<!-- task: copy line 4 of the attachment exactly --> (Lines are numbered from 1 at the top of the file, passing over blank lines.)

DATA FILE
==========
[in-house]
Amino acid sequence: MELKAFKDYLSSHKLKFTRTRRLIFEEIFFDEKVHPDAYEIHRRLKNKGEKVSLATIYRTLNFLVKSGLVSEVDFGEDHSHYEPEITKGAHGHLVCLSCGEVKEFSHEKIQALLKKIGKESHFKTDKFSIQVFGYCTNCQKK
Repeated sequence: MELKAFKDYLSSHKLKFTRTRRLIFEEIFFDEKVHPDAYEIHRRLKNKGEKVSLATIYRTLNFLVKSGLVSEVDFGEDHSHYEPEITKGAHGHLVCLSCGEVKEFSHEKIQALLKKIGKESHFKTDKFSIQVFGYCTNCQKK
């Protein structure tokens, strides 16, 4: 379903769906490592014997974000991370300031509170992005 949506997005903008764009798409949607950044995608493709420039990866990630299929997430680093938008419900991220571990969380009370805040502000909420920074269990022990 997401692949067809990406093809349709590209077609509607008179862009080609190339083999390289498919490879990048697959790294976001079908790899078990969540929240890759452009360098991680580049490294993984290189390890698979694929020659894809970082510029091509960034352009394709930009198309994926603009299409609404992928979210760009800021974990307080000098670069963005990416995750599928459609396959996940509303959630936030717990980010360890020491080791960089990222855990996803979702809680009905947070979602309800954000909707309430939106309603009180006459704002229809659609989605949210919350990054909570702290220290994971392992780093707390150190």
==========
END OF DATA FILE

């Protein structure tokens, strides 16, 4: 379903769906490592014997974000991370300031509170992005 949506997005903008764009798409949607950044995608493709420039990866990630299929997430680093938008419900991220571990969380009370805040502000909420920074269990022990 997401692949067809990406093809349709590209077609509607008179862009080609190339083999390289498919490879990048697959790294976001079908790899078990969540929240890759452009360098991680580049490294993984290189390890698979694929020659894809970082510029091509960034352009394709930009198309994926603009299409609404992928979210760009800021974990307080000098670069963005990416995750599928459609396959996940509303959630936030717990980010360890020491080791960089990222855990996803979702809680009905947070979602309800954000909707309430939106309603009180006459704002229809659609989605949210919350990054909570702290220290994971392992780093707390150190």